Michael Sherry, a spokesman for Progress for Maine from the Boston-based public relations firm O’Neill and Associates, said in an email Friday: “Evans, Carroll & Associates is a highly regarded economic consultant with a long list of clients. We can’t speak to their other projects, but they were hired on the basis of their reputation for quality work, and we believe their expertise is reflected in the study they completed yesterday.”
Sherry on Thursday also released a statement announcing Falmouth resident Rebecca Foster as the campaign’s official spokeswoman, but would not provide contact information for Foster on Friday.
Sherry has previously said that Scott and Wilson, partners in the company Atlantic & Pacific Realty Capital, would be the developers of the proposed casino and “are the primary backers of the campaign.”
Critics, including Luchini, say they believe Scott would not pass licensing requirements in Maine and is more likely to quickly sell his rights to the license. Luchini said any promises being made by the campaign would ultimately be left to whoever purchases Scott’s company and the casino license, if voters support the ballot question.
“This would be one of the various shell companies Shawn Scott operates, and if they were to get the casino, … they would flip to somebody else almost immediately because I don’t think this guy Shawn Scott would ever be able to get a license in the United States,” Luchini said.
He said if Maine were to get another casino, it should be done in a competitive bidding process that allows the state and its citizens to get the maximum economic benefit. “This is the type of group we just wouldn’t want operating in Maine, from my point of view,” Luchini said.
At least one study commissioned by the Legislature in 2014 showed Maine’s economy could sustain one more casino. But the study also suggested the state make the licensing of the casino a competitive bid process requiring a high licensing fee and a minimum investment of $250 million. Lawmakers have never taken any action on setting up a casino licensing regime and have largely left it to voters.
Scott is also vice chairman and director of business development for another company, Bridge Capital based in the Northern Mariana Islands, a U.S. territory in the South Pacific. Scott also heads a third company, Capital Seven, which appears to be based in Las Vegas. All three of Scott’s companies, along with several headed by his sister, Miami real estate developer Lisa Scott, have either contributed funding or loans to the ballot question effort, based on campaign finance reports with the Maine Commission on Governmental Ethics and Election Practices.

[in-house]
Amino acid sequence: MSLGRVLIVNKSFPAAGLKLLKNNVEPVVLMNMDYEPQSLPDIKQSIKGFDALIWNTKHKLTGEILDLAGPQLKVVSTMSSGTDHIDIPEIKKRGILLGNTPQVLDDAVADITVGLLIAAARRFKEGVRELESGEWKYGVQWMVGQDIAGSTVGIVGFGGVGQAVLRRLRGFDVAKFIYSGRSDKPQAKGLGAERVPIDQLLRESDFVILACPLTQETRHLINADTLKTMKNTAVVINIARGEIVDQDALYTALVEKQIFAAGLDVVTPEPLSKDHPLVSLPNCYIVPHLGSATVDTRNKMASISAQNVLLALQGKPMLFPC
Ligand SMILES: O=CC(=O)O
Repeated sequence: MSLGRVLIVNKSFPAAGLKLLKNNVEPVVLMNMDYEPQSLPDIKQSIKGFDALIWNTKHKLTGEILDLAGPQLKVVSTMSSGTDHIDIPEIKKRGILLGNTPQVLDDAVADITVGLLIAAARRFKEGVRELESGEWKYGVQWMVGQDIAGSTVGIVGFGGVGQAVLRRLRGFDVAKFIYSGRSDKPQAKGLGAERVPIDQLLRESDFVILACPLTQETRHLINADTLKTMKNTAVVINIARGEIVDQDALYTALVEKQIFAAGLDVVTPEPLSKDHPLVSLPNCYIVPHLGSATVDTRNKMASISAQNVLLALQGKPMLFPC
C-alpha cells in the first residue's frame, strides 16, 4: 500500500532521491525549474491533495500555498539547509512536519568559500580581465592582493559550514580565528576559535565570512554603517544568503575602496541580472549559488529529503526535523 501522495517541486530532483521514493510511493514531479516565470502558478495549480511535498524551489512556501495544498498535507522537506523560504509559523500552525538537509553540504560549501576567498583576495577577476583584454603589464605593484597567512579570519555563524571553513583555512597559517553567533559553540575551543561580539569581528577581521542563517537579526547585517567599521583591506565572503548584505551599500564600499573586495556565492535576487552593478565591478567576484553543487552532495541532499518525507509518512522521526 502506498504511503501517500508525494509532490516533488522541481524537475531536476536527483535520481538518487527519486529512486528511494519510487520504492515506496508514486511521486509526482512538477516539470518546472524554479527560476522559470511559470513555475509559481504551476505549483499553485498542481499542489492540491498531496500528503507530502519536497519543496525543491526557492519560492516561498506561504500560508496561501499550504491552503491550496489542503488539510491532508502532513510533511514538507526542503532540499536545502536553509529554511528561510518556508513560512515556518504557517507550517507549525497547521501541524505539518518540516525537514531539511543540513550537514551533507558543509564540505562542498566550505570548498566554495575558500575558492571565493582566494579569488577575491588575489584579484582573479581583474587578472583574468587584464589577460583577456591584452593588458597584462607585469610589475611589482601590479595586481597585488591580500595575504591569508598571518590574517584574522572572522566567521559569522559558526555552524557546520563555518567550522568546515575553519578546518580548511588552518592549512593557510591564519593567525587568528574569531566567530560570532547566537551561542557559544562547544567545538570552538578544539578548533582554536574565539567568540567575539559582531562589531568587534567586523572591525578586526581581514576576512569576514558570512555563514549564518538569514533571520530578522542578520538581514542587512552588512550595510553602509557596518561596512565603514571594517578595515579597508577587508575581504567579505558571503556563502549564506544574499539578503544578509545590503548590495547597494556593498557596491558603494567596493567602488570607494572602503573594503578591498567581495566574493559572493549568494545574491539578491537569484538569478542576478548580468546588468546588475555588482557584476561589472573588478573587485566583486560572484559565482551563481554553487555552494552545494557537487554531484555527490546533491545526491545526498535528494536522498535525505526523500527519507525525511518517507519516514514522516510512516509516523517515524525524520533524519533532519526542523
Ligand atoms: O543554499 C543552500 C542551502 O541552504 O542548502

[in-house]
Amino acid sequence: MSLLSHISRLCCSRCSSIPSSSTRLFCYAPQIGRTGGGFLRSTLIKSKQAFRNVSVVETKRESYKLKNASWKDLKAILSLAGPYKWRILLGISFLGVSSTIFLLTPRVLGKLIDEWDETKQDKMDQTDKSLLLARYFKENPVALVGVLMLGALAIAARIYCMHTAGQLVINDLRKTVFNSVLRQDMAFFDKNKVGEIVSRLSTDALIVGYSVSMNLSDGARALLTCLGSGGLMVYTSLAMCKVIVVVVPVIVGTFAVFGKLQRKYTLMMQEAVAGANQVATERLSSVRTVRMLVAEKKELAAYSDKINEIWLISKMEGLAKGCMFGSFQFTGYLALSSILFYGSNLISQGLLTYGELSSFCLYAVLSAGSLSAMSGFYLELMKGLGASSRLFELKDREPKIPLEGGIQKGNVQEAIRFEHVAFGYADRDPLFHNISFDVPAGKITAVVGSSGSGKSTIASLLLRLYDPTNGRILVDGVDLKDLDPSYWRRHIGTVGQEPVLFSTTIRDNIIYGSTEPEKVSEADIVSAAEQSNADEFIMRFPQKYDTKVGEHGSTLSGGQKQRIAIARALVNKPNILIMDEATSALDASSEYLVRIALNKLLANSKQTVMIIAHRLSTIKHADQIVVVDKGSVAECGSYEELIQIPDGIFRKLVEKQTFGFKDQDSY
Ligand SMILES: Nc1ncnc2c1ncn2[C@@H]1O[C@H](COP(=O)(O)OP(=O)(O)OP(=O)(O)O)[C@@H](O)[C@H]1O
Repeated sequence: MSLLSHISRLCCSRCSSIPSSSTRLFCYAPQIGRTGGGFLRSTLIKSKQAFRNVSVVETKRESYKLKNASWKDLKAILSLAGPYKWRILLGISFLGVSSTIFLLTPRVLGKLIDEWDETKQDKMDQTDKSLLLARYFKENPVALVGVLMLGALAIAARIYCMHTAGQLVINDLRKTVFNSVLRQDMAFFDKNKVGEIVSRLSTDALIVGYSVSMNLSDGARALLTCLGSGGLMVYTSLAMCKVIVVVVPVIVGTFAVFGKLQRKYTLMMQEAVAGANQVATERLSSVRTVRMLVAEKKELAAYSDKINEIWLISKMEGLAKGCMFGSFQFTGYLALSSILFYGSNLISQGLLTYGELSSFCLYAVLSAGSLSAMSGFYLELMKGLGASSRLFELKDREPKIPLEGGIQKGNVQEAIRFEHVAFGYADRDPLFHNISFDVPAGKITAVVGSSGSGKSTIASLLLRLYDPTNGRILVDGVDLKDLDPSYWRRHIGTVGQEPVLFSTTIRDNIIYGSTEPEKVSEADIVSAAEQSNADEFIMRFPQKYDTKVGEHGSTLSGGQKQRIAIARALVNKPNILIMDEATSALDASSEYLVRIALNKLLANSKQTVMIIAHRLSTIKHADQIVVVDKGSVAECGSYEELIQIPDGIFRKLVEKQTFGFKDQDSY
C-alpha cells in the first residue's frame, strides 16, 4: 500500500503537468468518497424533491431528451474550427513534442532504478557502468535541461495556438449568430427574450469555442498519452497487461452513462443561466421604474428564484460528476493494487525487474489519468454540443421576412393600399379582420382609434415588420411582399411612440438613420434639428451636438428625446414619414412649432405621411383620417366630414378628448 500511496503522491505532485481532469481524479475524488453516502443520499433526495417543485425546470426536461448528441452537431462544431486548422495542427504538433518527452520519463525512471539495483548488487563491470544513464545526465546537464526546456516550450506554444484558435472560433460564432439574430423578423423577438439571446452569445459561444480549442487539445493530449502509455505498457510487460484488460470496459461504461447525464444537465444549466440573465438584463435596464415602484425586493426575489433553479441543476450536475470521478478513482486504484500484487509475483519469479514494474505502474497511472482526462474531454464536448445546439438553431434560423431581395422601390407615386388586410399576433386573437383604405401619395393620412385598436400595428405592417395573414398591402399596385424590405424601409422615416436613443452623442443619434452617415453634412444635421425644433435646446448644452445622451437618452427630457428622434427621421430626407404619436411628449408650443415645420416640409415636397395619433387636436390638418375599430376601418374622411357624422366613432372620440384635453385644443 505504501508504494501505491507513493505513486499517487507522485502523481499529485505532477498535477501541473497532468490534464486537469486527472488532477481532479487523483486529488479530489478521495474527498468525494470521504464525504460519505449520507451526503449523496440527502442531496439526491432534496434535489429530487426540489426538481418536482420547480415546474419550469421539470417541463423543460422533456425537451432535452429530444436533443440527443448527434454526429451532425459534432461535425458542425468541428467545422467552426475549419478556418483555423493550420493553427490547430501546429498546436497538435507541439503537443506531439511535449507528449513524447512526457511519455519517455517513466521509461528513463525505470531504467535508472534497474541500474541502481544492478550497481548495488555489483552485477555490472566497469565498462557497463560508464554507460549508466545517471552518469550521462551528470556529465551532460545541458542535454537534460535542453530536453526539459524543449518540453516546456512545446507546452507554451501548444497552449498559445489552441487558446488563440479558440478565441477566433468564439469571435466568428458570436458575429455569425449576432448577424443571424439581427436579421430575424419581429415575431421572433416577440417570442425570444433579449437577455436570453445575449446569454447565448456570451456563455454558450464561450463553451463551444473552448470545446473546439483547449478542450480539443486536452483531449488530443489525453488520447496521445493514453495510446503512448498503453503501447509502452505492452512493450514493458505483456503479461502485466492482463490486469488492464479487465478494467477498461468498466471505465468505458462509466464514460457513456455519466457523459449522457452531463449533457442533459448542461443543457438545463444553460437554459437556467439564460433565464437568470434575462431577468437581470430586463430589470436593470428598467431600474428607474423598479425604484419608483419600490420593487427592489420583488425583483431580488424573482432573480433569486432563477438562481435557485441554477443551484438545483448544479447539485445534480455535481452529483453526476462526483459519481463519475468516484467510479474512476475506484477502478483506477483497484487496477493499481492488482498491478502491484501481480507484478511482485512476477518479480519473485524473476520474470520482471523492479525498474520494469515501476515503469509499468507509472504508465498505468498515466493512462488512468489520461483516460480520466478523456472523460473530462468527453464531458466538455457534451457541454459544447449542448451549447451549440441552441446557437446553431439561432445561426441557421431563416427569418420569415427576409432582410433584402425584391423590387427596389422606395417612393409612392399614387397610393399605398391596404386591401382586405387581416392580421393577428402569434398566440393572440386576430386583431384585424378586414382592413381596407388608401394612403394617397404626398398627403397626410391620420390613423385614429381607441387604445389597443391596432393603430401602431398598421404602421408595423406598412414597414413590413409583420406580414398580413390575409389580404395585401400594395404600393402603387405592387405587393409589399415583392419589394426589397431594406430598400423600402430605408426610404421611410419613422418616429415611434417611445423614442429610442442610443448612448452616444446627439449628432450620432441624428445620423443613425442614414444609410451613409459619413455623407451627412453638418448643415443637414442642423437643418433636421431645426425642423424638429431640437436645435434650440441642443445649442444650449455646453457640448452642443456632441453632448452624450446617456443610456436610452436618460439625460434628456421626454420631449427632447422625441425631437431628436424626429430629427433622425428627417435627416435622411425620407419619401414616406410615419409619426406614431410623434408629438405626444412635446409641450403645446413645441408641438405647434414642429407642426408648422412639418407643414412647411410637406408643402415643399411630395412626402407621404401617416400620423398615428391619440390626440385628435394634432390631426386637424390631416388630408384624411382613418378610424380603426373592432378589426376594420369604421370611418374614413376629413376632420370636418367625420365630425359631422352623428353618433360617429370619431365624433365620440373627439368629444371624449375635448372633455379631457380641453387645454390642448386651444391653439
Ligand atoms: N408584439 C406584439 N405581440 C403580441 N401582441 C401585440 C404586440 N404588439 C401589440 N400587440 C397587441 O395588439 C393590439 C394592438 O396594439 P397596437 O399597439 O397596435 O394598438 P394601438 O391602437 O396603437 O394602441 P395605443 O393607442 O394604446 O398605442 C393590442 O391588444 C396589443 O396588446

A Japan-based company, Regent Able Associate Co., has also loaned $1.2 million to one of the multiple ballot question committees Lisa Scott set up to support the campaign to gather voter signatures to get the measure on the ballot, which ultimately cost about $4.3 million in total.
It remains unclear why the campaign for the casino set up such a complex array of ballot question committees and why it has worked so hard to conceal its funding sources. Some of the campaign’s backers remain the subject of investigations by the Legislature and the ethics commission.
Progress for Maine has also used social media, especially Twitter, to attack Richard “Dick” Duchossois, a wealthy Illinois businessman who has ownership stakes in Churchill Downs, the horse racing and casino company based in Kentucky that owns and operates the Oxford Casino. In tweets Friday, the campaign suggested that Duchossois is behind an effort to oppose the York casino ballot question.
Churchill Downs purchased the Oxford Casino in 2013, paying $160 million in cash for the property and recently completed a $25 million hotel project at the facility in Oxford.
So far, no formal opposition has emerged against the casino. With only about eight weeks until Election Day, it did not appear any television advertising had been purchased with any of Maine’s largest television stations, based on a review of public records on file with the Federal Communications Commission, as of Friday.